views on YouTube.

Shifting away from trap, one of rap’s most popular sub-genres, and venturing into a more traditional repertoire was a dangerous move — especially for someone with a young fanbase to whom rumba, bossa nova and bolero sound old-fashioned.

“I think people are tired. They’ve had enough of the predominant aesthetic values that have previously defined pop and urban music,” he said.

Parts of his latest album were recorded in Latin America with Cuban guitarist Eliades Ochoa of Buena Vista Social Club, Uruguayan
singer-songwriter Jorge Drexler, Mexican folk artist Ed Maverick and Brazil’s Toquinho, one of the bossa nova greats.

“What struck me most everywhere I went was the sense of tradition and the way people experienced the most popular music, and I don’t mean pop,” he said.

A new direction

C. Tangana started out in 2006 rapping under the name Crema. When the global economic crisis swept Spain a few years later, hard-hitting trap was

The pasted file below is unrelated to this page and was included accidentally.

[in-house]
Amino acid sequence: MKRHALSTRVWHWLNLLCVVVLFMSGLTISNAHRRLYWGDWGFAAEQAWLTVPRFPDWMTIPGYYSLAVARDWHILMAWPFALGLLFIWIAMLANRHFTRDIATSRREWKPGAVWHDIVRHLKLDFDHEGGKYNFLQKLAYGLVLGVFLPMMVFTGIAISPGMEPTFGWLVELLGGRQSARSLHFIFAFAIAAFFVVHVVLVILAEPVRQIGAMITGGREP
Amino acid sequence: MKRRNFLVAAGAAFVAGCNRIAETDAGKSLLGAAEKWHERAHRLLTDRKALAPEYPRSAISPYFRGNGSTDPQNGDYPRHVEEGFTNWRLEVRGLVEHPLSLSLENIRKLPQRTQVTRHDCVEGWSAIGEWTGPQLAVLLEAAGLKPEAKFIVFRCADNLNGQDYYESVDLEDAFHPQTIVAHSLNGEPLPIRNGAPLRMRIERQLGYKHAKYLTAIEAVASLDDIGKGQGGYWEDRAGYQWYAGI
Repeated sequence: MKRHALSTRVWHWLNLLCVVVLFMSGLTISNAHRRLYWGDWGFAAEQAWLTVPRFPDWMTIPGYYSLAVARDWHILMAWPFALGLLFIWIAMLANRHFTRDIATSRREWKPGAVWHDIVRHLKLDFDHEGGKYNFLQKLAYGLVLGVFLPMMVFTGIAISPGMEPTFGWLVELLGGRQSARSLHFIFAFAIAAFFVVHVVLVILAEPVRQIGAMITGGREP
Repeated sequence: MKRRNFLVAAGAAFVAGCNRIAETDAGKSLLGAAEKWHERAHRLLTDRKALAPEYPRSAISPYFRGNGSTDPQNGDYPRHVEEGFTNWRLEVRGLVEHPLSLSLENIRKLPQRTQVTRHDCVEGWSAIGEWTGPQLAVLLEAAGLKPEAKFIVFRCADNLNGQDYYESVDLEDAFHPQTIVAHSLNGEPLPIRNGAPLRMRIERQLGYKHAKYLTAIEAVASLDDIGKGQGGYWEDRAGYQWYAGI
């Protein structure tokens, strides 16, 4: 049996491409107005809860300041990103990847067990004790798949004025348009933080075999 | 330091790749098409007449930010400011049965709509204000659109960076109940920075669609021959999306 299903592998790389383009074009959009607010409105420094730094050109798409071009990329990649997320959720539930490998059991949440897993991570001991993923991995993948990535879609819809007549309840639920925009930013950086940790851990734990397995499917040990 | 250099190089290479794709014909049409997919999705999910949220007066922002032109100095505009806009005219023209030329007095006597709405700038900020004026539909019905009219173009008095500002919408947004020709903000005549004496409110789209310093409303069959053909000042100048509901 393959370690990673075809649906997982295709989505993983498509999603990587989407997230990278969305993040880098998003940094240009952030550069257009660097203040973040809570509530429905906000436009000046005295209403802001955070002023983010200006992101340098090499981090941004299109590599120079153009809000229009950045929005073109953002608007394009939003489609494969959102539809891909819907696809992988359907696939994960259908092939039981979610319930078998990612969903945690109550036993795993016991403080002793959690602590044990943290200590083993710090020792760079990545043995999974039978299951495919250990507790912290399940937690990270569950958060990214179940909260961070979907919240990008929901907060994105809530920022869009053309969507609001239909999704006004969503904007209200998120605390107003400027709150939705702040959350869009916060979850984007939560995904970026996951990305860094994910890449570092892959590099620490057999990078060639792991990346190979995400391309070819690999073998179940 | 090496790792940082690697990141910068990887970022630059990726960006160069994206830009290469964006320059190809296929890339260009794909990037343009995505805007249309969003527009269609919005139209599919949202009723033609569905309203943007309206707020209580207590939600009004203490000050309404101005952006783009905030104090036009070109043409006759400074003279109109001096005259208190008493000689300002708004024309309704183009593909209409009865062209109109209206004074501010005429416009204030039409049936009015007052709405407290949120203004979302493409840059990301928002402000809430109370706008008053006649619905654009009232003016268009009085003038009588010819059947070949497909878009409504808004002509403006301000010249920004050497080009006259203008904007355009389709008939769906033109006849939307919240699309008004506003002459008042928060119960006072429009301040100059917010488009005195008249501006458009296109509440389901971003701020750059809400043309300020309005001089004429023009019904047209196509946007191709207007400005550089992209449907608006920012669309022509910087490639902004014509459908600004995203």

the perfect way to voice the angst of his generation. But after more than a decade of rapping, things changed.

“When I was heading for my 30s, I hit this crisis, I was a bit fed up with what I was doing… and decided to give voice to all these influences that I
never dared express as a rapper,” he said.

The shift began in 2018 with “Un veneno” (“A poison”) which came out a year after his big hit “Mala mujer” (“Bad woman”).

And there was a return to the sounds of his childhood when he used to listen to Spanish folk songs at home, raised by a mother who worked in
education and a journalist father who liked to play the guitar. The Latin American influences came later.

“It started when I was a teenager with reggaeton and with bachata which were played in the first clubs I went to, which were mostly Latin,” he said.

Studying philosophy at the time, he wrote his first raps between stints working in call centres or fast-food restaurants.

As to what comes next, he doesn’t know. But one thing he hopes to do is collaborate with Natalia Lafourcade, a Mexican singer who dabbles in folk, rock and pop — another jack of all musical trades.